Shani O. Hilton, right, executive editor for news at BuzzFeed, tells Nieman Journalism Lab staff writer Caroline O'Donovan that BuzzFeed's news stories have only a fraction of the audience of its most popular quizzes

Shani O. Hilton, right, executive editor for news at BuzzFeed, tells Nieman Journalism Lab staff writer Caroline O'Donovan that BuzzFeed's news stories have only a fraction of the audience of its most popular quizzes

Shani O. Hilton is executive editor at BuzzFeed, where she heads the news department. In addition to leading BuzzFeed’s expanding news division, Hilton is currently developing a code of news standards for the entire media company. Prior to joining BuzzFeed, Hilton served as the morning editor for NBC Washington’s website and as a staff writer at Washington City Paper. Shani spoke with the current class of Nieman Fellows in November. Edited Excerpts:

 

Let’s start with the question of branding. How do you dive in to building a news brand for BuzzFeed, coming from where BuzzFeed comes from? What’s been the learning curve on that for you?

There’s obviously a really high level awareness of the fun stuff that we do, the entertainment, because it’s so viral, and it’s so huge. Our biggest news story might have 1.5 million views, which is a lot of people, but it’s a fraction of the biggest entertainment story that we have ever done, which was a quiz about which state should you actually live in. That had 45 million people or something crazy like that. It’s really just a matter of scale. Even though we’ve got a lot of people reading on these stories, we don’t have as many reading it as are reading our entertainment stories.

A big part of branding is just letting people know that it exists. There’s a lot of really good journalism on our site every week. They’re publishing great stuff constantly and it’s a matter of letting people know. Once you tell people there’s good journalism, their opinion shoots up and they’re like, “I didn’t know. That’s really cool.”

One of the things we’ve done and we’re continuing to do is trying to have awareness modules on the website on desktop and on mobile. It’s really clear this came from BuzzFeed News, highlighting our biggest stories that are going up right now. We have a page that’s buzzfeed.com/news which has all of our news content, but 12 people go to that a day. We might eventually launch it as its own thing, but we haven’t yet.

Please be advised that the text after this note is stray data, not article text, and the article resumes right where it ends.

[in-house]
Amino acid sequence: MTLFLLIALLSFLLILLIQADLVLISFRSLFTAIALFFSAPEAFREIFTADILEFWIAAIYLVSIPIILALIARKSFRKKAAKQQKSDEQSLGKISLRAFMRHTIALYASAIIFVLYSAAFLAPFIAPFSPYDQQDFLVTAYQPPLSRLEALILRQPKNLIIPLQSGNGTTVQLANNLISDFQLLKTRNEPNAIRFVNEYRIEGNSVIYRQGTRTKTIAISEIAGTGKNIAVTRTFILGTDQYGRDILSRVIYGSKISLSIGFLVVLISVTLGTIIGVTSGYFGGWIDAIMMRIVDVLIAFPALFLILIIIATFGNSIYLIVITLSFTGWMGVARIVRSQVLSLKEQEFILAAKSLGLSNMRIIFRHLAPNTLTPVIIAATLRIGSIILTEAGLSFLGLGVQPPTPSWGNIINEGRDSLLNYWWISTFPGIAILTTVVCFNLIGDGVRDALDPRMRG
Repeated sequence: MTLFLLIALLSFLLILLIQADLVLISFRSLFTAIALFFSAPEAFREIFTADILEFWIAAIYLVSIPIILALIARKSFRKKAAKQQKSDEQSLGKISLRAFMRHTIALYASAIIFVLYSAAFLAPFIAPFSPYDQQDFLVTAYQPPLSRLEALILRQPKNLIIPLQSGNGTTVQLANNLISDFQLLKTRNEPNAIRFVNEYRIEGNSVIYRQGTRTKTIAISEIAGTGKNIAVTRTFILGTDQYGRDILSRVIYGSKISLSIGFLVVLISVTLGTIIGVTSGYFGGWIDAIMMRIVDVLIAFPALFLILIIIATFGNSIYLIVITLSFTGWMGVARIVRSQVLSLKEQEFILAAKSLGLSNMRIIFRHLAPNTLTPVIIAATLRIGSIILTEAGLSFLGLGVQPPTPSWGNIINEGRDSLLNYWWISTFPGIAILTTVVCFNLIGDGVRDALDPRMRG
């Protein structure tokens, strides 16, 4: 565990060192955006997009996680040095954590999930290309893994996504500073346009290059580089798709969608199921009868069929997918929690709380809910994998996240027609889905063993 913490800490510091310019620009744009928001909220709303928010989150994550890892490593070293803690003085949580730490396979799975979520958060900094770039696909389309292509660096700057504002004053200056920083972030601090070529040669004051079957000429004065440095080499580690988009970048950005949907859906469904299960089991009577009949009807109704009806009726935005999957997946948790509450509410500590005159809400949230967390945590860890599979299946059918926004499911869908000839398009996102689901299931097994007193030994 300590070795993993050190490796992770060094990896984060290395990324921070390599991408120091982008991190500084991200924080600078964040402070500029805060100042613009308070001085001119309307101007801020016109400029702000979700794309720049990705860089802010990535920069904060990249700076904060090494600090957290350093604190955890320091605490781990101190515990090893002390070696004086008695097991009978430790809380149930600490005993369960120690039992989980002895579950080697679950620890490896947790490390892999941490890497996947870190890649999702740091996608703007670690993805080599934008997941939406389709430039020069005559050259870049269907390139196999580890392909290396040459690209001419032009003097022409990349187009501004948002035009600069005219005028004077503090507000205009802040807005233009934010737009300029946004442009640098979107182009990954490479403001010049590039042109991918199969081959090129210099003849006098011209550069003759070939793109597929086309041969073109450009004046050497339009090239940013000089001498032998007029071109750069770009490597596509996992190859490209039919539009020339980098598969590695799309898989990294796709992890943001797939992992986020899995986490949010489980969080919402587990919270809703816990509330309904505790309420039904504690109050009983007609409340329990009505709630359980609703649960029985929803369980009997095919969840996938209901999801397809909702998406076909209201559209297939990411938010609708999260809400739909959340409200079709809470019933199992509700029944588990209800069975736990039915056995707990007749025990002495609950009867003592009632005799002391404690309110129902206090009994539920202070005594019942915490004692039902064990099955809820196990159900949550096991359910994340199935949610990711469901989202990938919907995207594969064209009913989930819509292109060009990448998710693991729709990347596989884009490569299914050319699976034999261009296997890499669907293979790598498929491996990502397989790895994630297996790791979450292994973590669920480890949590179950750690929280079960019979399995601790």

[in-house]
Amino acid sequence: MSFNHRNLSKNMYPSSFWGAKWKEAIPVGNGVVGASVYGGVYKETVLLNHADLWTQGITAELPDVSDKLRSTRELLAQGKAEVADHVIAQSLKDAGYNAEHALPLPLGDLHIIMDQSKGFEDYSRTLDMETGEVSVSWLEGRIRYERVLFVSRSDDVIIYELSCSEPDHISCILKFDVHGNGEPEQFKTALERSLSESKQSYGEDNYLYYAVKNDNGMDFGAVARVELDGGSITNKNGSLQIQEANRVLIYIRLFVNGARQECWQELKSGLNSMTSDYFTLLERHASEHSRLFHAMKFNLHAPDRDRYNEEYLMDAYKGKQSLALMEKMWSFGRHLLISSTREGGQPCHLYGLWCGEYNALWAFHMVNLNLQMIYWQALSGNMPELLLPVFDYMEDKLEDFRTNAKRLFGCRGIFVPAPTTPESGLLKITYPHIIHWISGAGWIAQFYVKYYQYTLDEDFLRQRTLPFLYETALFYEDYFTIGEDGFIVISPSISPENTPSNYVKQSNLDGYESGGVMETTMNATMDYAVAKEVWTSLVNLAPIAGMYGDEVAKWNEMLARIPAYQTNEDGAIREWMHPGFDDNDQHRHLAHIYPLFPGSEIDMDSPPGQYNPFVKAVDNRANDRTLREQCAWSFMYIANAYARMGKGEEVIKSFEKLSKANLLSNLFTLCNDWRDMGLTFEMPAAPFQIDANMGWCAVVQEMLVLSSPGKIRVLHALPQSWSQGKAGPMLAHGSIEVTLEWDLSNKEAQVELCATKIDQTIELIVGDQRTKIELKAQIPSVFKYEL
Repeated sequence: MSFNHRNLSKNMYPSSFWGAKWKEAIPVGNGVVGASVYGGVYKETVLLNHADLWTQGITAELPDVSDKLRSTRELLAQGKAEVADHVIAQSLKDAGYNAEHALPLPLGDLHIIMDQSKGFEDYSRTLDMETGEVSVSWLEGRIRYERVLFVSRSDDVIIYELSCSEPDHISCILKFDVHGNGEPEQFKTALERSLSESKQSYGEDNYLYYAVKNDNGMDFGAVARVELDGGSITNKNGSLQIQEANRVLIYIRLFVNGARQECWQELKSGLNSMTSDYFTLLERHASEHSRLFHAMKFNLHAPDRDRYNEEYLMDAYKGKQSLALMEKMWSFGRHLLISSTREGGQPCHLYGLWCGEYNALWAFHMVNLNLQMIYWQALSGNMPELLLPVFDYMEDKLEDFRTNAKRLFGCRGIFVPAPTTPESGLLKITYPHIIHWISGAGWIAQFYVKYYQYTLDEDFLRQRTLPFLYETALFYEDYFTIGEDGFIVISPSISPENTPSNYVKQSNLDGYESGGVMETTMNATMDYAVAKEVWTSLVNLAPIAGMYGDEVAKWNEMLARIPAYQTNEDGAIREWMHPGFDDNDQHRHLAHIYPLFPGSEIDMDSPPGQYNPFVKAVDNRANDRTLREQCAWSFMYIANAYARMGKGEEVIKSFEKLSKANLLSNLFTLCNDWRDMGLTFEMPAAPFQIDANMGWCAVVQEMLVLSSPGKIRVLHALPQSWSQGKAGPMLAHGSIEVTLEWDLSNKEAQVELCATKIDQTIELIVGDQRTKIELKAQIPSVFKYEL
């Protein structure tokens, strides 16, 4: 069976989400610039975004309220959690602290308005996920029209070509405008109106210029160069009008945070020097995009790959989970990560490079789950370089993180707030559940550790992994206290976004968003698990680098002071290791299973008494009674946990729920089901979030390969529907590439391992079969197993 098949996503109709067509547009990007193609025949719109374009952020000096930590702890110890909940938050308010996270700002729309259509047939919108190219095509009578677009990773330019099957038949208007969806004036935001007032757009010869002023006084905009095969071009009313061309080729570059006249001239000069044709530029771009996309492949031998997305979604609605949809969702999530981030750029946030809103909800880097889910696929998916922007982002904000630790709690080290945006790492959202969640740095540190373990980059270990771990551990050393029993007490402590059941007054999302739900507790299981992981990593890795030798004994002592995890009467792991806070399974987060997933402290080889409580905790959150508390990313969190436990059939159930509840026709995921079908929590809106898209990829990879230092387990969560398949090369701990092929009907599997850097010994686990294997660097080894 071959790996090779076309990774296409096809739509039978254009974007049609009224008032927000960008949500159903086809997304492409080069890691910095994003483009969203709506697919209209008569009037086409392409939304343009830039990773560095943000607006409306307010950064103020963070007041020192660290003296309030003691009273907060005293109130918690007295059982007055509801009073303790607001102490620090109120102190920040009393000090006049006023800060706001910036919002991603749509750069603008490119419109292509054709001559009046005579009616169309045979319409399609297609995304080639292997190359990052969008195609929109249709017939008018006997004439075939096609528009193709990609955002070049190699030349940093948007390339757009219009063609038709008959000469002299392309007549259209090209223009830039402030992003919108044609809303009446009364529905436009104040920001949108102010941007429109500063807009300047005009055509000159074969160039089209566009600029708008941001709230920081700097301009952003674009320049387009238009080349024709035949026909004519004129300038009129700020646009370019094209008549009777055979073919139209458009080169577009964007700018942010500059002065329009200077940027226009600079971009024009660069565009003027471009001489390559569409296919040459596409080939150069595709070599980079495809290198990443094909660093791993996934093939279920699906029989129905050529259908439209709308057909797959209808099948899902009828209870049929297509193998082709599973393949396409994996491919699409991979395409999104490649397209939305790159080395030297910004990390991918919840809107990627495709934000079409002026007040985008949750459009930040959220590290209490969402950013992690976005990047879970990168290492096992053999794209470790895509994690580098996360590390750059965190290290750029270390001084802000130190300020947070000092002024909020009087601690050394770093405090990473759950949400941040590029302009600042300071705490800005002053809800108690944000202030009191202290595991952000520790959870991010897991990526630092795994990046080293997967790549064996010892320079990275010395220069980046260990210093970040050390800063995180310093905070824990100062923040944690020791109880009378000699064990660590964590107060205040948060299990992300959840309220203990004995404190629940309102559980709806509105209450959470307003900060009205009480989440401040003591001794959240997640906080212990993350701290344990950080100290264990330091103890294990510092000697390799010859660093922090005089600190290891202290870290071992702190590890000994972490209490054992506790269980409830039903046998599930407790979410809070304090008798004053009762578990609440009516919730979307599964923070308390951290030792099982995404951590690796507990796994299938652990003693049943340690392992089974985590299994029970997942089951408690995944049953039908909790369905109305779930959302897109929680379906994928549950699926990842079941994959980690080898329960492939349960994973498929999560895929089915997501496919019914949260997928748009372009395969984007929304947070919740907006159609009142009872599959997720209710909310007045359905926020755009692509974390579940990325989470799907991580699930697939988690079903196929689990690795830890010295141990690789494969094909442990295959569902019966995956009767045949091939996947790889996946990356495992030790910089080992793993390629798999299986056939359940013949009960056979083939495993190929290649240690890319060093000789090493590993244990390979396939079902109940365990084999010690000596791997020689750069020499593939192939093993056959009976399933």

Do you find yourself in the position of having to explain some of the basic tenets of news judgment to BuzzFeed staff?

Not really. Not to the journalists on our staff. They all pretty much know and they have great editors who know. When it comes to people on other sections, in Buzz or Life, who dabble in journalism, they’re completely welcome to and encouraged to do journalism if they would like. We will always have an editor read their work and give them advice. Sometimes, it’s basic. It’s like, now call the other guy and see what he says.

That’s actually really rewarding. People who want to do journalism and try this stuff out and play around with it have the support to do so and also can do it right.

How do you know when something’s not working? How do you identify that maybe this isn’t the right fit?

We experiment a lot, as you may be able to tell. The experiments don’t always pan out. I think the thing that we’ve learned is that things conventionally you think you should have,  like a sports desk, don’t necessarily make sense. We ended blowing that up a little bit and changing the structure of it, because you realize that, with sports, there’s not a thing that’s called “sports.” There’s baseball, there’s soccer, there’s track, and there’s the Olympics, and all these other things. There’s not someone saying, “I want sports content.” We think there is because that’s what newspapers do, but newspapers also focus in on particular teams.